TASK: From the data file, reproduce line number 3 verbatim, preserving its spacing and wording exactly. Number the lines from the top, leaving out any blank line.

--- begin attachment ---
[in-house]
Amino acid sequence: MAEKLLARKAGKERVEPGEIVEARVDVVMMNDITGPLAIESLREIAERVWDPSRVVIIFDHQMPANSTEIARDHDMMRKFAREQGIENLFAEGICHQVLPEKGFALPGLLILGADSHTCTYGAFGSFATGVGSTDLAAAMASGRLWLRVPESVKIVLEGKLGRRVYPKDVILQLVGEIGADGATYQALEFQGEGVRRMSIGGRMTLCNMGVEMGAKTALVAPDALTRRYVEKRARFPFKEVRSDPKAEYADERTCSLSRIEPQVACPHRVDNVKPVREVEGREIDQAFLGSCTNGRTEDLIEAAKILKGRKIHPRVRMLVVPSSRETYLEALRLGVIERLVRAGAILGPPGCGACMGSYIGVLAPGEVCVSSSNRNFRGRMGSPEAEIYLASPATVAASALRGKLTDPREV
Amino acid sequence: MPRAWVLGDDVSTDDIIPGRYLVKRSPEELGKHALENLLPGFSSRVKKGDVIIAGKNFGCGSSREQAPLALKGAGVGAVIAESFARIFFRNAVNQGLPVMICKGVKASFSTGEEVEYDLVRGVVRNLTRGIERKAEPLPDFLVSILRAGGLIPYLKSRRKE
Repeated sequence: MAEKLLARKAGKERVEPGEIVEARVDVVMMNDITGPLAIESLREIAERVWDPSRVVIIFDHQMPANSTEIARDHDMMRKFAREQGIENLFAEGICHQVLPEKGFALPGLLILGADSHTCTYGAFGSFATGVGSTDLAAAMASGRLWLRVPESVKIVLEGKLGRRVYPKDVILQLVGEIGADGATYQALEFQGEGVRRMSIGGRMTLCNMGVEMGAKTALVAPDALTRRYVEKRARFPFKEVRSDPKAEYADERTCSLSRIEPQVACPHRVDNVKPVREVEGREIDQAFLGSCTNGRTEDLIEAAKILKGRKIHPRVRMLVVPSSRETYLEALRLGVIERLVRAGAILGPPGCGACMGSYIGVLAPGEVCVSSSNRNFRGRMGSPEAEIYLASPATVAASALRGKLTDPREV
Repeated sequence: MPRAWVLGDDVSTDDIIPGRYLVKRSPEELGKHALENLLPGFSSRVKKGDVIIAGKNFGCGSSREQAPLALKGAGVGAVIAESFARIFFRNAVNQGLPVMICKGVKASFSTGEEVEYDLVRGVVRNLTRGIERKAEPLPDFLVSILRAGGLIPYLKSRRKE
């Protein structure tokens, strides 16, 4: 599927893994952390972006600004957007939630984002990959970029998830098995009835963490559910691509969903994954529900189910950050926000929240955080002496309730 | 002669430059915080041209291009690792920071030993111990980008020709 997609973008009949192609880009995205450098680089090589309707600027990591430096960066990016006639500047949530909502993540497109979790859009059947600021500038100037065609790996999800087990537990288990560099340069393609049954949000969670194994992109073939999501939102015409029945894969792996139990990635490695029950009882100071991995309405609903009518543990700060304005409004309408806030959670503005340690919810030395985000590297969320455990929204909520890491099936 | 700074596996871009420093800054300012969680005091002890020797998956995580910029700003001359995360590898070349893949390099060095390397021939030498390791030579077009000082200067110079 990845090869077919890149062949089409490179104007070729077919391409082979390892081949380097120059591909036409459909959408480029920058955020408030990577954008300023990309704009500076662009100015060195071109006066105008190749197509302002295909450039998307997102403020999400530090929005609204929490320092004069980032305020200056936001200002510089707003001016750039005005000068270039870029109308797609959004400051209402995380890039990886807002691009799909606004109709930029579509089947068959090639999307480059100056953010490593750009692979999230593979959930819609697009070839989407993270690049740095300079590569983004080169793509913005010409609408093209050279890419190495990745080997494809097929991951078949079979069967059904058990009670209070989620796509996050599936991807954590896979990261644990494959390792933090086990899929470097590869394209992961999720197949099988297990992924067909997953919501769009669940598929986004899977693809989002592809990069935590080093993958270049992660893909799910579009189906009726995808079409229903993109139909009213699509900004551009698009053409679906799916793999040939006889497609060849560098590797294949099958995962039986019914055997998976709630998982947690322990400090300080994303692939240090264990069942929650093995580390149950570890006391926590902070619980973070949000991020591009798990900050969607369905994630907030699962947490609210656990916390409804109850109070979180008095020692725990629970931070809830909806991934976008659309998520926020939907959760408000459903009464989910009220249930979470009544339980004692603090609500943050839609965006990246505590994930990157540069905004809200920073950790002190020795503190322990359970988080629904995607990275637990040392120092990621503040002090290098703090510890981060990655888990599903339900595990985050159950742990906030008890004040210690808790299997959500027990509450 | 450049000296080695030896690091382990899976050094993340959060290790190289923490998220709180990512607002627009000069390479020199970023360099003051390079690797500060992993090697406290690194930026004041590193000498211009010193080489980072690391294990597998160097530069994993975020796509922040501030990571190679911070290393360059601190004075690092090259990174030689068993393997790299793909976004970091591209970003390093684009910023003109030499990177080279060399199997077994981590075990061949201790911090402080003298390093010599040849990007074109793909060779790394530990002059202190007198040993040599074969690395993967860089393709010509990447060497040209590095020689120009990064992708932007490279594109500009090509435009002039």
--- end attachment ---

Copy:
Amino acid sequence: MPRAWVLGDDVSTDDIIPGRYLVKRSPEELGKHALENLLPGFSSRVKKGDVIIAGKNFGCGSSREQAPLALKGAGVGAVIAESFARIFFRNAVNQGLPVMICKGVKASFSTGEEVEYDLVRGVVRNLTRGIERKAEPLPDFLVSILRAGGLIPYLKSRRKE